No Chaos or Calamity with Ex-Im Expiration

David Williams

July 20, 2015

This article originally appeared in The Hill on July 9, 2015

Well, the big day has come to pass: the Export-Import (Ex-Im) Bank of the United States has officially expired, and miraculously the world has not ended.

Despite months of speculation and threats of chaos, the day went by with little fanfare. As Congress returns from their Fourth of July recess, seven influential Republican senators are calling for plans for an “orderly liquidation” of the bank when they get back.

Boeing’s reaction to the bank’s expiration was, interestingly enough, to raise prices for their jetliners. Why would a mammoth corporation apparently “concerned” about their ability to export their wide-bodied aircraft overseas respond to the bank’s closure by making their planes even more expensive? Possibly because they know that their exporting ability is, and always has been, overwhelmingly secure — with or without the bank.

Despite threats and hysteria building up to June 30, the stocks of some of the bank’s biggest loan recipients – Boeing, Caterpillar and General Electric – barely registered the change.

Co-head of Equity Research at Wells Fargo and leading expert Sam Pearlstein explained why Boeing’s stocks barely moved, stating, “In all, we do not expect any meaningful impact on [Boeing] deliveries given that: (1) Congress appears to be prepared to reauthorize ExIm in July; (2) there is abundant liquidity (bank debt and capital markets) for aircraft today; and (3) if necessary, Boeing can finance its own deliveries. As a result, we believe any ExIm-related pressure on the stock is unwarranted.”

This is quite an admission. Despite months of fear-mongering, leading financial experts admit that “there is abundant liquidity for aircraft today.” They are proving the point many opposed to the Ex-Im bank have been saying for years: these large, multi-national corporations who receive 78 percent of total Ex-Im loan support do not need the bank to finance their foreign exports abroad. They can easily obtain private loans elsewhere. Boeing doesn’t need Ex-Im.

Instead, these corporations rely on the bank for sweetheart deals provided to them based on their political-connectedness and their relationships with bank officials. Four top-level bank officials were suspended or removed last year due to accepting improper gifts and kickbacks, and one, loan officer Johnny Gutierrez, was charged with accepting bribes on 19 different instances between 2006 and 2013. There are still 31 ongoing fraud cases against bank employees. Despite years of attempts from Congress to reform the bank, Ex-Im has proven time and again that it’s a mismanaged institution of corporate cronyism. It was high time its doors were shuttered.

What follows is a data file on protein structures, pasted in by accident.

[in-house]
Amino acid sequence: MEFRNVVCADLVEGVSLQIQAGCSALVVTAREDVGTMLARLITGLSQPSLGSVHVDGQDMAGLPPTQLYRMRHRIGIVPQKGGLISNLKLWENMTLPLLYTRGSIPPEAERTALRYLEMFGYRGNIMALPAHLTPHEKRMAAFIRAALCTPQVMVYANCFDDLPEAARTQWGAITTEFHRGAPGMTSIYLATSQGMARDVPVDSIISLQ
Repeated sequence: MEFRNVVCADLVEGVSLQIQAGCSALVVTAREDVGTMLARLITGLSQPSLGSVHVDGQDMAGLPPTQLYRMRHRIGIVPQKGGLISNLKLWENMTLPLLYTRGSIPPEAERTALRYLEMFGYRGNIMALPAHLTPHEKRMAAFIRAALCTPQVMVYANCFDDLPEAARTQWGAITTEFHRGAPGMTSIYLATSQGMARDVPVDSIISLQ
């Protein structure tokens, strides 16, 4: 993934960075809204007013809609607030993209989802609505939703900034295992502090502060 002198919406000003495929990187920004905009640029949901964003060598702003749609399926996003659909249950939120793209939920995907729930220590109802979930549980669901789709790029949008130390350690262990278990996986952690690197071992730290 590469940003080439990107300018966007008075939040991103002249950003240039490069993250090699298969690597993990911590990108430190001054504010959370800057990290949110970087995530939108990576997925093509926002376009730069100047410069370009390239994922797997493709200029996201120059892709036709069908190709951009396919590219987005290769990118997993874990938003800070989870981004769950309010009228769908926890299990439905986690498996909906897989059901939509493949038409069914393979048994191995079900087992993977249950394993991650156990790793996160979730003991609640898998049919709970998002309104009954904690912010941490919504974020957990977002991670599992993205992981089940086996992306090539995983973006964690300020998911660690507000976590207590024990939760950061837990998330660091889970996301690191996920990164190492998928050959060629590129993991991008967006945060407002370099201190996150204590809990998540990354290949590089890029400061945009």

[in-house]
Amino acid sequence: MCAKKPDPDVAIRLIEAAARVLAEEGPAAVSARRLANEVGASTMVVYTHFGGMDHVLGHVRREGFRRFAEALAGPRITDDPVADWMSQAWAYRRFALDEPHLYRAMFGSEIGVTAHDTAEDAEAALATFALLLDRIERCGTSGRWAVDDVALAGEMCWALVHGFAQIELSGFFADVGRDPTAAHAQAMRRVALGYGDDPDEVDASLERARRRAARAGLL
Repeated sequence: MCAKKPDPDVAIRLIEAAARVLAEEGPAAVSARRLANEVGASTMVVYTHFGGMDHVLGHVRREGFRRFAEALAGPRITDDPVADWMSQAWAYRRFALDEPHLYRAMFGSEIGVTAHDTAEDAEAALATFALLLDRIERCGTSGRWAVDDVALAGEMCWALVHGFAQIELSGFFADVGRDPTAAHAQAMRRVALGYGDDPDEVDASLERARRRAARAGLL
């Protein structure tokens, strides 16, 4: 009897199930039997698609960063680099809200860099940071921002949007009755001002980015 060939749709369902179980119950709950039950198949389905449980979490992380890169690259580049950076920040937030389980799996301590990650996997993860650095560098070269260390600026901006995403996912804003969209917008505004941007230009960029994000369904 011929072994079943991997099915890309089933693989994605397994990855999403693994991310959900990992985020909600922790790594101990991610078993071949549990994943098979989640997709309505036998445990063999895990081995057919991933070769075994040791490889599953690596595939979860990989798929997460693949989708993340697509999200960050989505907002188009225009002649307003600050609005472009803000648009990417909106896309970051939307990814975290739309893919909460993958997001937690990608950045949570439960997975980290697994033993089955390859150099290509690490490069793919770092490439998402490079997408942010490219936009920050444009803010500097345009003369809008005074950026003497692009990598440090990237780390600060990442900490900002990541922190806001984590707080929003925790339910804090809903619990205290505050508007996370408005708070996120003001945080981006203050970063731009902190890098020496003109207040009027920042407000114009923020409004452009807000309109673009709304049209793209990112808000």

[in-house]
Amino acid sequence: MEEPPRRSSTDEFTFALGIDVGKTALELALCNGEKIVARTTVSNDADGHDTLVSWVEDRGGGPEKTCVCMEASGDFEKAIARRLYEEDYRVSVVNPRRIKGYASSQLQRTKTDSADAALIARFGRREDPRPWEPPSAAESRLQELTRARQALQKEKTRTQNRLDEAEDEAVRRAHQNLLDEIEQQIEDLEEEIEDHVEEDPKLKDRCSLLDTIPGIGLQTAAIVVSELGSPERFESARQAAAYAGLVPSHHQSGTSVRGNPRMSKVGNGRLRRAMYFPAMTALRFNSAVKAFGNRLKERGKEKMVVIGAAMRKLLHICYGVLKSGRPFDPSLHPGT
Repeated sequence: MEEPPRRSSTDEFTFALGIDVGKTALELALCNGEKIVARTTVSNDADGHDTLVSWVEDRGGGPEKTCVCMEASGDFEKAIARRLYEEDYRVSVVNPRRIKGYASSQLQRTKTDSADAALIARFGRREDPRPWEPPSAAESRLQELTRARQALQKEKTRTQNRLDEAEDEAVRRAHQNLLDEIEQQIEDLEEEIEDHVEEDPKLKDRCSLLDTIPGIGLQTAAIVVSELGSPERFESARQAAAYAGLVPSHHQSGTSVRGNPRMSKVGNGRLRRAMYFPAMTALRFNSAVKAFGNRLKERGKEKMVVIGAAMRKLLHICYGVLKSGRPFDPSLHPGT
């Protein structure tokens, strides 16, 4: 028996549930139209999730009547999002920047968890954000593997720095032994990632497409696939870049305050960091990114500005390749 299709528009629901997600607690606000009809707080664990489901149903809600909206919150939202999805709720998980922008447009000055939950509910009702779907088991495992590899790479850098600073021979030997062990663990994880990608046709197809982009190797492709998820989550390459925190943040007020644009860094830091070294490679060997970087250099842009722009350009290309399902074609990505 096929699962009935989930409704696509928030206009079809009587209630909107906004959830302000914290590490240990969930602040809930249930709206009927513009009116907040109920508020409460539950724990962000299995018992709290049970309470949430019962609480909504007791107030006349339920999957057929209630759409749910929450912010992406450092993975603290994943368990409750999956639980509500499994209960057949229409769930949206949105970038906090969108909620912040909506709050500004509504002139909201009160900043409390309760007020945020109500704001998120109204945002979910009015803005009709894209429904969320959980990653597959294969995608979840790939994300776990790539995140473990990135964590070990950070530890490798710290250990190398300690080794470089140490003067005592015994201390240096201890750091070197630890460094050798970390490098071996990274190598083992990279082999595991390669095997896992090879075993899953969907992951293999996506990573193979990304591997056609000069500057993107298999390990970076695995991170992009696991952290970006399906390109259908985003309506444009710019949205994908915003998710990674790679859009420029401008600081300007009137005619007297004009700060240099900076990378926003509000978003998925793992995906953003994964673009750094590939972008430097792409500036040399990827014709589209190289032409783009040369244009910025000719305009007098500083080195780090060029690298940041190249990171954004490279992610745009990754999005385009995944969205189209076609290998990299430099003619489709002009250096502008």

The bank’s authority didn’t just dissipate at 12:01 a.m. Wednesday morning. While Ex-Im is unable to accept new business or process new applications, the bank will continue to fulfill all outstanding obligations. There will likely be a multi-year winding down process. No one will be left in the lurch.

Ex-Im, however, might not be shuttered for good. Bank supporters in the Senate are poised to try attaching a renewal of Ex-Im’s charter to the highway funding bill at the end of July.   Senators who believe in free-market principles must stand firm against its reauthorization. The bank has been plagued with mismanagement and corruption, benefits a few multinational corporations, and only plays a role in less than two percent of America’s total exports abroad.

We’ve been warned: if Ex-Im is reauthorized, the Congressional Budget Office estimates that Ex-Im bank’s activates will cost taxpayers $2 billion over the next ten years.

Taxpayers simply cannot afford to continue doing the bidding for a few select corporations. Let it lie; the Export-Import Bank of the United States is closed for business.